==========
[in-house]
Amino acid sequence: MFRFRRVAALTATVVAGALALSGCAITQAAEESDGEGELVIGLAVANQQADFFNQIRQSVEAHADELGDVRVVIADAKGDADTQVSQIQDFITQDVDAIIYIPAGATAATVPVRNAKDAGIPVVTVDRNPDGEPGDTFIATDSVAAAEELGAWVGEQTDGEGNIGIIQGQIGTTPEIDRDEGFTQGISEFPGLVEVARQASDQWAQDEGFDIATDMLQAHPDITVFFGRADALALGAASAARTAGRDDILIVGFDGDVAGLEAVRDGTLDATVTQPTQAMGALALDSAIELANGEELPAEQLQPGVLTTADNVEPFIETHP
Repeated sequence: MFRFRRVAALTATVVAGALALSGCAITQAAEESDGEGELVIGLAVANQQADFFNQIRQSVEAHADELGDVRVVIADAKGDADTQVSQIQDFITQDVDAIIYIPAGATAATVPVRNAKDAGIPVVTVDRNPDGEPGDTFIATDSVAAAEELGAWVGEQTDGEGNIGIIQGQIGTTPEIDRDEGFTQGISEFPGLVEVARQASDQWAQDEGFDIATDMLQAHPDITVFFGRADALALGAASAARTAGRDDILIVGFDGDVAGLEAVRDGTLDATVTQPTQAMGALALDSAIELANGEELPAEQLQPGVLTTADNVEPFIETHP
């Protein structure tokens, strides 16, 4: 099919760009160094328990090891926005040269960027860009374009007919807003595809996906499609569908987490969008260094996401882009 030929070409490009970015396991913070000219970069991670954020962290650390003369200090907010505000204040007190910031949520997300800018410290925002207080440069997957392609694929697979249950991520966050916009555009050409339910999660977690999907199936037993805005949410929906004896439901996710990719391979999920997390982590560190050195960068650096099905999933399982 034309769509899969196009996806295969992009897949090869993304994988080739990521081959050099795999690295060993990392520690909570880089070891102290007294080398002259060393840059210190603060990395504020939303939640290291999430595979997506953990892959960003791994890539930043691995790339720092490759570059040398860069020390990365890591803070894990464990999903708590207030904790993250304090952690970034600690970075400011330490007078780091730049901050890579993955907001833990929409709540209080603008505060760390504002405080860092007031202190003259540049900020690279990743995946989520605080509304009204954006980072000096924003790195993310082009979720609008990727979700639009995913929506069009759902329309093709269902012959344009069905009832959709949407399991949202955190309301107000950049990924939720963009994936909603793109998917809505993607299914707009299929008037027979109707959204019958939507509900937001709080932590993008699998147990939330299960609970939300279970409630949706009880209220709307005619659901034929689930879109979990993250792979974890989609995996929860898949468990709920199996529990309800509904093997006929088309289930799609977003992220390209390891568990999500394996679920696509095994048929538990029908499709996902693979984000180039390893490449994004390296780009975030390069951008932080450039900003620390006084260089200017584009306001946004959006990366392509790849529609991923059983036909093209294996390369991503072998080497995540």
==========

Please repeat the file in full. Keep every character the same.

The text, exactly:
[in-house]
Amino acid sequence: MFRFRRVAALTATVVAGALALSGCAITQAAEESDGEGELVIGLAVANQQADFFNQIRQSVEAHADELGDVRVVIADAKGDADTQVSQIQDFITQDVDAIIYIPAGATAATVPVRNAKDAGIPVVTVDRNPDGEPGDTFIATDSVAAAEELGAWVGEQTDGEGNIGIIQGQIGTTPEIDRDEGFTQGISEFPGLVEVARQASDQWAQDEGFDIATDMLQAHPDITVFFGRADALALGAASAARTAGRDDILIVGFDGDVAGLEAVRDGTLDATVTQPTQAMGALALDSAIELANGEELPAEQLQPGVLTTADNVEPFIETHP
Repeated sequence: MFRFRRVAALTATVVAGALALSGCAITQAAEESDGEGELVIGLAVANQQADFFNQIRQSVEAHADELGDVRVVIADAKGDADTQVSQIQDFITQDVDAIIYIPAGATAATVPVRNAKDAGIPVVTVDRNPDGEPGDTFIATDSVAAAEELGAWVGEQTDGEGNIGIIQGQIGTTPEIDRDEGFTQGISEFPGLVEVARQASDQWAQDEGFDIATDMLQAHPDITVFFGRADALALGAASAARTAGRDDILIVGFDGDVAGLEAVRDGTLDATVTQPTQAMGALALDSAIELANGEELPAEQLQPGVLTTADNVEPFIETHP
């Protein structure tokens, strides 16, 4: 099919760009160094328990090891926005040269960027860009374009007919807003595809996906499609569908987490969008260094996401882009 030929070409490009970015396991913070000219970069991670954020962290650390003369200090907010505000204040007190910031949520997300800018410290925002207080440069997957392609694929697979249950991520966050916009555009050409339910999660977690999907199936037993805005949410929906004896439901996710990719391979999920997390982590560190050195960068650096099905999933399982 034309769509899969196009996806295969992009897949090869993304994988080739990521081959050099795999690295060993990392520690909570880089070891102290007294080398002259060393840059210190603060990395504020939303939640290291999430595979997506953990892959960003791994890539930043691995790339720092490759570059040398860069020390990365890591803070894990464990999903708590207030904790993250304090952690970034600690970075400011330490007078780091730049901050890579993955907001833990929409709540209080603008505060760390504002405080860092007031202190003259540049900020690279990743995946989520605080509304009204954006980072000096924003790195993310082009979720609008990727979700639009995913929506069009759902329309093709269902012959344009069905009832959709949407399991949202955190309301107000950049990924939720963009994936909603793109998917809505993607299914707009299929008037027979109707959204019958939507509900937001709080932590993008699998147990939330299960609970939300279970409630949706009880209220709307005619659901034929689930879109979990993250792979974890989609995996929860898949468990709920199996529990309800509904093997006929088309289930799609977003992220390209390891568990999500394996679920696509095994048929538990029908499709996902693979984000180039390893490449994004390296780009975030390069951008932080450039900003620390006084260089200017584009306001946004959006990366392509790849529609991923059983036909093209294996390369991503072998080497995540």